CBC Digital Archives

Matthew Halton remembered by colleagues

"This is Matthew Halton of the CBC." So began Halton's war broadcasts. His reports were at times tender and sad and other times shocking and explosive. Halton was an unabashed sentimentalist who covered the war as a crusade, for which he was sometimes criticized but more often loved. Covering the major milestones of his generation – from the war trenches to the coronation of the Queen, Halton became Canada's most famous foreign correspondent. A thoughtful philosopher and determined idealist, Matthew Halton was an everyman poet who wore his heart boldly on his sleeve.

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At the age of 52, Matthew Halton passes away following stomach surgery to remove an ulcer in London. In this CBC Radio report, his colleagues remember Halton as a passionate idealist, an eloquent chronicler, a mentor, family man, and a perfect host of deep sympathy. "He cared about human freedom, human dignity and the right to live a life in peace," CBC journalist Norman DePoe explains. "Because he cared, he made us care too."
• Over the course of his career, Matthew Halton covered the Spanish Civil War, the Russo-Finnish War, conflict in the Middle East and the Second World War.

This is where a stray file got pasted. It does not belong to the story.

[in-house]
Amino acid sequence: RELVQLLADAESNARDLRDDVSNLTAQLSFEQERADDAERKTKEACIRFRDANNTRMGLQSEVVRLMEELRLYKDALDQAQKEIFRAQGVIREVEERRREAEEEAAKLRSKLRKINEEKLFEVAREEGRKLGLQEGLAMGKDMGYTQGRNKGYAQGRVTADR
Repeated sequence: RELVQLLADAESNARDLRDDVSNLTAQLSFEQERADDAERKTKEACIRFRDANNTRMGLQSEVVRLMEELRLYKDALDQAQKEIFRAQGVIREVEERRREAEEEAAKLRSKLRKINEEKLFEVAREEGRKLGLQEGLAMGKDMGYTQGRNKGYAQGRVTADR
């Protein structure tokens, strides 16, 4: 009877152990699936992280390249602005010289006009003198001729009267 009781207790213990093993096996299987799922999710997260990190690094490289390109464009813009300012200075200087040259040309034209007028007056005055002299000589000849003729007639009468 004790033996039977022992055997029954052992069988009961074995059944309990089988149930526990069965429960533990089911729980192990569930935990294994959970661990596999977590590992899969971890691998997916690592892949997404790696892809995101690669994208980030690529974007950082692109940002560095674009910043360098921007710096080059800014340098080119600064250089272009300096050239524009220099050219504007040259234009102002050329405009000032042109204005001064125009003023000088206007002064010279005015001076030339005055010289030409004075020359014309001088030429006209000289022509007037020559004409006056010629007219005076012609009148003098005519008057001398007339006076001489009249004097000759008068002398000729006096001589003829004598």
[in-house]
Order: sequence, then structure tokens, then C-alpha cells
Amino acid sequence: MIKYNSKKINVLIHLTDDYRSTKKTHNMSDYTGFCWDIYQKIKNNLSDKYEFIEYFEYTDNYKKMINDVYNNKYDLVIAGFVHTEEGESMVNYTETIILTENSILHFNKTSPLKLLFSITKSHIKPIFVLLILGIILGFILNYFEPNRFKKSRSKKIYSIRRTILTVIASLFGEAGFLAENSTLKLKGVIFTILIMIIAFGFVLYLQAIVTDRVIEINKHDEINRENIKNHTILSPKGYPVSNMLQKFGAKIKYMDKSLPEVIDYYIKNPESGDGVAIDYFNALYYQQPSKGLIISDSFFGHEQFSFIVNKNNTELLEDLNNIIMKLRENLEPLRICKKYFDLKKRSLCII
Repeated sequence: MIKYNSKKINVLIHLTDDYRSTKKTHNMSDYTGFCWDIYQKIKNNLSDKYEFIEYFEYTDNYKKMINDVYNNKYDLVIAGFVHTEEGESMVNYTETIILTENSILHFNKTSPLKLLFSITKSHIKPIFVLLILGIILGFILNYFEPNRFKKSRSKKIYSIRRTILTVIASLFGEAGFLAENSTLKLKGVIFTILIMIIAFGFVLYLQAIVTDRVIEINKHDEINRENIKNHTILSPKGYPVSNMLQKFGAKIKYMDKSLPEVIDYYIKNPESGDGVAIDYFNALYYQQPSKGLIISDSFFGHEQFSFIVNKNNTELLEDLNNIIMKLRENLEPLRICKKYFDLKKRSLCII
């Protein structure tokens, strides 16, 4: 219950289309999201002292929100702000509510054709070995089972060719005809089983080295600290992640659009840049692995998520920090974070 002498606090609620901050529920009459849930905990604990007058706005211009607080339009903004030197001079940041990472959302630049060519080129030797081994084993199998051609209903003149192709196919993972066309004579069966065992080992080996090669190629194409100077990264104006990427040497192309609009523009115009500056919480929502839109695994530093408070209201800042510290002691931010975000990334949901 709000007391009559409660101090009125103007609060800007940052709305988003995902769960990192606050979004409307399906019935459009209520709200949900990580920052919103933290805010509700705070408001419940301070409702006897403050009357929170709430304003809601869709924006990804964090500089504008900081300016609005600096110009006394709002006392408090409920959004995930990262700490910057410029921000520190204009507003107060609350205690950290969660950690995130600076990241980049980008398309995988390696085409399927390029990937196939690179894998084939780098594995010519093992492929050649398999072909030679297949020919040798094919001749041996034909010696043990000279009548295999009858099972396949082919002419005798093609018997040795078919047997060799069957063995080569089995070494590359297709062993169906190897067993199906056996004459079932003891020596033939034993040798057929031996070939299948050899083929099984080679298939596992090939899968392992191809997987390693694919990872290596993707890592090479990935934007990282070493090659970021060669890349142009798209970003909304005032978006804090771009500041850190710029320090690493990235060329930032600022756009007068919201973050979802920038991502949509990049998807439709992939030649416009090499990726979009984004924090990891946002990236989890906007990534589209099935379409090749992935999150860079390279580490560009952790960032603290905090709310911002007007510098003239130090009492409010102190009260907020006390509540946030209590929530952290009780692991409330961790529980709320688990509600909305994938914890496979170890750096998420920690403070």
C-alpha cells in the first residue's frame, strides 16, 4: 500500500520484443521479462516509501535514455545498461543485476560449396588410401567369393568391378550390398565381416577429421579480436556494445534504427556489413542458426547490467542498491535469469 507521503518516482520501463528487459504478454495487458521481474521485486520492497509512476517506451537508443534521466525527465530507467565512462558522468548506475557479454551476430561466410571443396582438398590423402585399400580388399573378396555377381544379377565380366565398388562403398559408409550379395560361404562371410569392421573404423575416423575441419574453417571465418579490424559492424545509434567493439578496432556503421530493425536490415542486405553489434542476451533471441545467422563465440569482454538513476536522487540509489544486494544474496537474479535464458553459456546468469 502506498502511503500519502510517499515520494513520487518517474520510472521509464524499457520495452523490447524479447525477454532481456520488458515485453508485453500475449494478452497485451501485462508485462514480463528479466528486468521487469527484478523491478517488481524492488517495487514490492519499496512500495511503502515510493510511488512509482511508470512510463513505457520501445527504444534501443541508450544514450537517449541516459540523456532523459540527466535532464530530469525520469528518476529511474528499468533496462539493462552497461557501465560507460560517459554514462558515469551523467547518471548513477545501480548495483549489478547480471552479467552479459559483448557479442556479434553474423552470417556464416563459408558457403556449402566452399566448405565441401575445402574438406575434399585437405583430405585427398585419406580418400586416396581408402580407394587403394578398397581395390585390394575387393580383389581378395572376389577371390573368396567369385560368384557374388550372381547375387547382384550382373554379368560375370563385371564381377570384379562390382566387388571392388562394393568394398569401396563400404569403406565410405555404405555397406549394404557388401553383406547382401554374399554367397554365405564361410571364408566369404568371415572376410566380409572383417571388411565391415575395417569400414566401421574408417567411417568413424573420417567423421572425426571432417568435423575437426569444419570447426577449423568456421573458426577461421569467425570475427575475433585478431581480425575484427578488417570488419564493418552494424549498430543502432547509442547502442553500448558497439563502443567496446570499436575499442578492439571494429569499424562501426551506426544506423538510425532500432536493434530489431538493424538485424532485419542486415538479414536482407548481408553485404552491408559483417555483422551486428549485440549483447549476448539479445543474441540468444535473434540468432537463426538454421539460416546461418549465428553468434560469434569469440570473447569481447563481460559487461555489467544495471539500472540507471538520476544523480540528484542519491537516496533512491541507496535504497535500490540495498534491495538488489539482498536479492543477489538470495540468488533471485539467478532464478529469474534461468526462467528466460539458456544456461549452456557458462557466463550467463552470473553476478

• Halton received the Order of the British Empire (OBE) award in 1945. The award was created in 1917 to honour combatants and citizens, including foreigners, aiding in the war effort.

• Halton acted as the CBC's foreign correspondent in Europe until his death in 1956. He covered the Queen's coronation in 1953, describing the procession in vivid detail. His last assignment was covering the Suez Canal crisis.
Medium: Radio
Program: CBC Radio News Special
Broadcast Date: Dec. 10, 1956
Guest(s): Andrew Cowan, Norman DePoe, Richard Dimbleby, Don Fairbairn, Gilbert Harding, Charles Lynch, Rooney Peletier, George Rogers, Wynford E. Vaughan-Thomas
Host: J. Frank Willis
Duration: 22:16
Photo: National Archives PA 207726

Last updated: November 1, 2012

Page consulted on April 17, 2014

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